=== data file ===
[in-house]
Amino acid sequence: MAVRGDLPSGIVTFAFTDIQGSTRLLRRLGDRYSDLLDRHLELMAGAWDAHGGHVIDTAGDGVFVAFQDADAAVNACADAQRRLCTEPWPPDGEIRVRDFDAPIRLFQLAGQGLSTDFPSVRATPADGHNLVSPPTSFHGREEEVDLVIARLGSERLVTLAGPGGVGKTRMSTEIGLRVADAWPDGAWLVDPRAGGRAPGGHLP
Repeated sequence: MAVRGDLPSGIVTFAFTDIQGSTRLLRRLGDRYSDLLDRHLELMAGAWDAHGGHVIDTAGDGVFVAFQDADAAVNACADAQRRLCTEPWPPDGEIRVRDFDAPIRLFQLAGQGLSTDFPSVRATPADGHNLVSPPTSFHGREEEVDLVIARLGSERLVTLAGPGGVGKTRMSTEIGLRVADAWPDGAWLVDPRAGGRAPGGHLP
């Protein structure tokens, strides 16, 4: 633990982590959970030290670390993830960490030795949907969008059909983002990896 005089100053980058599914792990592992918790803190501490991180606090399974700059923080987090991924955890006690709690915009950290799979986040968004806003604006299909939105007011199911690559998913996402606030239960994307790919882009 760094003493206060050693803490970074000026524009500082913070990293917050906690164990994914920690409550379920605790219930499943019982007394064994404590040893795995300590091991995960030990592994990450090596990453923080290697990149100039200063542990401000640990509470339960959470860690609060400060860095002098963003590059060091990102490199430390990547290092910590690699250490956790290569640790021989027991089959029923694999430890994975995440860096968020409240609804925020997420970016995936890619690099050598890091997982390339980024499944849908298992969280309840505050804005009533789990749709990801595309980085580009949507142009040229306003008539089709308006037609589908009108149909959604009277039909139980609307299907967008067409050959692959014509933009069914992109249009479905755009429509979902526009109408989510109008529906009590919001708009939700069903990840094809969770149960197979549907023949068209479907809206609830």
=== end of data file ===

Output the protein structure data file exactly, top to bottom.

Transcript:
[in-house]
Amino acid sequence: MAVRGDLPSGIVTFAFTDIQGSTRLLRRLGDRYSDLLDRHLELMAGAWDAHGGHVIDTAGDGVFVAFQDADAAVNACADAQRRLCTEPWPPDGEIRVRDFDAPIRLFQLAGQGLSTDFPSVRATPADGHNLVSPPTSFHGREEEVDLVIARLGSERLVTLAGPGGVGKTRMSTEIGLRVADAWPDGAWLVDPRAGGRAPGGHLP
Repeated sequence: MAVRGDLPSGIVTFAFTDIQGSTRLLRRLGDRYSDLLDRHLELMAGAWDAHGGHVIDTAGDGVFVAFQDADAAVNACADAQRRLCTEPWPPDGEIRVRDFDAPIRLFQLAGQGLSTDFPSVRATPADGHNLVSPPTSFHGREEEVDLVIARLGSERLVTLAGPGGVGKTRMSTEIGLRVADAWPDGAWLVDPRAGGRAPGGHLP
């Protein structure tokens, strides 16, 4: 633990982590959970030290670390993830960490030795949907969008059909983002990896 005089100053980058599914792990592992918790803190501490991180606090399974700059923080987090991924955890006690709690915009950290799979986040968004806003604006299909939105007011199911690559998913996402606030239960994307790919882009 760094003493206060050693803490970074000026524009500082913070990293917050906690164990994914920690409550379920605790219930499943019982007394064994404590040893795995300590091991995960030990592994990450090596990453923080290697990149100039200063542990401000640990509470339960959470860690609060400060860095002098963003590059060091990102490199430390990547290092910590690699250490956790290569640790021989027991089959029923694999430890994975995440860096968020409240609804925020997420970016995936890619690099050598890091997982390339980024499944849908298992969280309840505050804005009533789990749709990801595309980085580009949507142009040229306003008539089709308006037609589908009108149909959604009277039909139980609307299907967008067409050959692959014509933009069914992109249009479905755009429509979902526009109408989510109008529906009590919001708009939700069903990840094809969770149960197979549907023949068209479907809206609830």